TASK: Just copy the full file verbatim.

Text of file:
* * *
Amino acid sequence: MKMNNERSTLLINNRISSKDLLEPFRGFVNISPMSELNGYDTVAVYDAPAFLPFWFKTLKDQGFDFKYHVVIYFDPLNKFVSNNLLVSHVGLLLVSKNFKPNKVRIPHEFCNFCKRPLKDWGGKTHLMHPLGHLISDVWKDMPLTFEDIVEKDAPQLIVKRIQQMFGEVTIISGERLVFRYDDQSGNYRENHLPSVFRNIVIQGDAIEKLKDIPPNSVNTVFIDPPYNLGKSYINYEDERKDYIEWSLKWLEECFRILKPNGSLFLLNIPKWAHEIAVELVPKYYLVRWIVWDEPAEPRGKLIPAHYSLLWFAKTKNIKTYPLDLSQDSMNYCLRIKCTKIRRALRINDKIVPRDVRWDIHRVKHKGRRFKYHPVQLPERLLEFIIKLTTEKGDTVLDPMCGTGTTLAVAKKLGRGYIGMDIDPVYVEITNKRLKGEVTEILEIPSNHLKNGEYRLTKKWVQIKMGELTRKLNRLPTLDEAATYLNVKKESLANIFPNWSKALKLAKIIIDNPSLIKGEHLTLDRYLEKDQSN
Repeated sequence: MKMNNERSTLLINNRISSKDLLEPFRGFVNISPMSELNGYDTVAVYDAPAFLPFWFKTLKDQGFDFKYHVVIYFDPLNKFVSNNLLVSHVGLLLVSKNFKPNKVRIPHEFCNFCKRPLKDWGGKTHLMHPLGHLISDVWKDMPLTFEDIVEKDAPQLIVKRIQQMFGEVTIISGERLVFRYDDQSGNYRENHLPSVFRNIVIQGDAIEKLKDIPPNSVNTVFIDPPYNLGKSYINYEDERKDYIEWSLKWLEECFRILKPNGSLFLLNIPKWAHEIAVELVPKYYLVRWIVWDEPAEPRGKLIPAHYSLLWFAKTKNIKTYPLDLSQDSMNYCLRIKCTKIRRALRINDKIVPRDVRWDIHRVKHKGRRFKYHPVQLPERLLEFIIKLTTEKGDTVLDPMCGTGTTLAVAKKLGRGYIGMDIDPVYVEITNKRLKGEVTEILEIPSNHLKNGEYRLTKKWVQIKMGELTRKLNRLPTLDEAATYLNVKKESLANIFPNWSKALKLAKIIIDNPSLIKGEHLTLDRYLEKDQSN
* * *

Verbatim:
Amino acid sequence: MKMNNERSTLLINNRISSKDLLEPFRGFVNISPMSELNGYDTVAVYDAPAFLPFWFKTLKDQGFDFKYHVVIYFDPLNKFVSNNLLVSHVGLLLVSKNFKPNKVRIPHEFCNFCKRPLKDWGGKTHLMHPLGHLISDVWKDMPLTFEDIVEKDAPQLIVKRIQQMFGEVTIISGERLVFRYDDQSGNYRENHLPSVFRNIVIQGDAIEKLKDIPPNSVNTVFIDPPYNLGKSYINYEDERKDYIEWSLKWLEECFRILKPNGSLFLLNIPKWAHEIAVELVPKYYLVRWIVWDEPAEPRGKLIPAHYSLLWFAKTKNIKTYPLDLSQDSMNYCLRIKCTKIRRALRINDKIVPRDVRWDIHRVKHKGRRFKYHPVQLPERLLEFIIKLTTEKGDTVLDPMCGTGTTLAVAKKLGRGYIGMDIDPVYVEITNKRLKGEVTEILEIPSNHLKNGEYRLTKKWVQIKMGELTRKLNRLPTLDEAATYLNVKKESLANIFPNWSKALKLAKIIIDNPSLIKGEHLTLDRYLEKDQSN
Repeated sequence: MKMNNERSTLLINNRISSKDLLEPFRGFVNISPMSELNGYDTVAVYDAPAFLPFWFKTLKDQGFDFKYHVVIYFDPLNKFVSNNLLVSHVGLLLVSKNFKPNKVRIPHEFCNFCKRPLKDWGGKTHLMHPLGHLISDVWKDMPLTFEDIVEKDAPQLIVKRIQQMFGEVTIISGERLVFRYDDQSGNYRENHLPSVFRNIVIQGDAIEKLKDIPPNSVNTVFIDPPYNLGKSYINYEDERKDYIEWSLKWLEECFRILKPNGSLFLLNIPKWAHEIAVELVPKYYLVRWIVWDEPAEPRGKLIPAHYSLLWFAKTKNIKTYPLDLSQDSMNYCLRIKCTKIRRALRINDKIVPRDVRWDIHRVKHKGRRFKYHPVQLPERLLEFIIKLTTEKGDTVLDPMCGTGTTLAVAKKLGRGYIGMDIDPVYVEITNKRLKGEVTEILEIPSNHLKNGEYRLTKKWVQIKMGELTRKLNRLPTLDEAATYLNVKKESLANIFPNWSKALKLAKIIIDNPSLIKGEHLTLDRYLEKDQSN